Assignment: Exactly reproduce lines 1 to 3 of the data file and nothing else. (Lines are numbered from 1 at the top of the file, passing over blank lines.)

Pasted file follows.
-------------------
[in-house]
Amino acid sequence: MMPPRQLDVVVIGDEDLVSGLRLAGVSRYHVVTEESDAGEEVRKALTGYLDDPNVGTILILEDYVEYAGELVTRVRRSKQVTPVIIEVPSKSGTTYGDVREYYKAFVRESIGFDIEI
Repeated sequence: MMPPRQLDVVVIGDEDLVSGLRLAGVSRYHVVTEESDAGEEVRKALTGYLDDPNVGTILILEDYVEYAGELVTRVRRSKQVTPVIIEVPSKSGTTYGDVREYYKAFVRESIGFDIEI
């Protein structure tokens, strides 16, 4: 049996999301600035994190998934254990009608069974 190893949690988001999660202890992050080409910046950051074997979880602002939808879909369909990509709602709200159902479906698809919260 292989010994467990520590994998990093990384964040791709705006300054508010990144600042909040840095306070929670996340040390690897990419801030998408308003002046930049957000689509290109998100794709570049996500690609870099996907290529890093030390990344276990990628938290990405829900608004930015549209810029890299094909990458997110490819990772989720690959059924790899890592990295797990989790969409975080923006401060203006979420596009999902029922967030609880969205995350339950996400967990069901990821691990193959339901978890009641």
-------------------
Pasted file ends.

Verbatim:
[in-house]
Amino acid sequence: MMPPRQLDVVVIGDEDLVSGLRLAGVSRYHVVTEESDAGEEVRKALTGYLDDPNVGTILILEDYVEYAGELVTRVRRSKQVTPVIIEVPSKSGTTYGDVREYYKAFVRESIGFDIEI
Repeated sequence: MMPPRQLDVVVIGDEDLVSGLRLAGVSRYHVVTEESDAGEEVRKALTGYLDDPNVGTILILEDYVEYAGELVTRVRRSKQVTPVIIEVPSKSGTTYGDVREYYKAFVRESIGFDIEI